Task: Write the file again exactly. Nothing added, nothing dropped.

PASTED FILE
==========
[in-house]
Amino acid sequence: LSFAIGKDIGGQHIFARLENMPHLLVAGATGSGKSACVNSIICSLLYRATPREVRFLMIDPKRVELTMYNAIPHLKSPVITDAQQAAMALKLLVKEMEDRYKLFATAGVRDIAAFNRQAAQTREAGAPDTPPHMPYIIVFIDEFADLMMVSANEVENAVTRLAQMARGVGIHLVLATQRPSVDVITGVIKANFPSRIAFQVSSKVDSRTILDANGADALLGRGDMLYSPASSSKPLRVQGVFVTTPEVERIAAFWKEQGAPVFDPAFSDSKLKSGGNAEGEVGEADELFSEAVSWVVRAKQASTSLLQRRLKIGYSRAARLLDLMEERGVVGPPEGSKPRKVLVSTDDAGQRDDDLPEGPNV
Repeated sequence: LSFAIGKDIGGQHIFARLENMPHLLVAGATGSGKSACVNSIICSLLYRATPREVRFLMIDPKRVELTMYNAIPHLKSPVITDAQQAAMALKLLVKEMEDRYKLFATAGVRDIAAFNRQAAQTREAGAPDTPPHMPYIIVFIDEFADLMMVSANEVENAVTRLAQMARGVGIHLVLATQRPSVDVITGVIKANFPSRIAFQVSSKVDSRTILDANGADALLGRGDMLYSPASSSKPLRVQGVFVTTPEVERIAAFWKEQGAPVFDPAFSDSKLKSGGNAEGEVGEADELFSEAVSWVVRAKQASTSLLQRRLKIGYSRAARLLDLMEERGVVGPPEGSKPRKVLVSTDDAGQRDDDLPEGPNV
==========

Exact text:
[in-house]
Amino acid sequence: LSFAIGKDIGGQHIFARLENMPHLLVAGATGSGKSACVNSIICSLLYRATPREVRFLMIDPKRVELTMYNAIPHLKSPVITDAQQAAMALKLLVKEMEDRYKLFATAGVRDIAAFNRQAAQTREAGAPDTPPHMPYIIVFIDEFADLMMVSANEVENAVTRLAQMARGVGIHLVLATQRPSVDVITGVIKANFPSRIAFQVSSKVDSRTILDANGADALLGRGDMLYSPASSSKPLRVQGVFVTTPEVERIAAFWKEQGAPVFDPAFSDSKLKSGGNAEGEVGEADELFSEAVSWVVRAKQASTSLLQRRLKIGYSRAARLLDLMEERGVVGPPEGSKPRKVLVSTDDAGQRDDDLPEGPNV
Repeated sequence: LSFAIGKDIGGQHIFARLENMPHLLVAGATGSGKSACVNSIICSLLYRATPREVRFLMIDPKRVELTMYNAIPHLKSPVITDAQQAAMALKLLVKEMEDRYKLFATAGVRDIAAFNRQAAQTREAGAPDTPPHMPYIIVFIDEFADLMMVSANEVENAVTRLAQMARGVGIHLVLATQRPSVDVITGVIKANFPSRIAFQVSSKVDSRTILDANGADALLGRGDMLYSPASSSKPLRVQGVFVTTPEVERIAAFWKEQGAPVFDPAFSDSKLKSGGNAEGEVGEADELFSEAVSWVVRAKQASTSLLQRRLKIGYSRAARLLDLMEERGVVGPPEGSKPRKVLVSTDDAGQRDDDLPEGPNV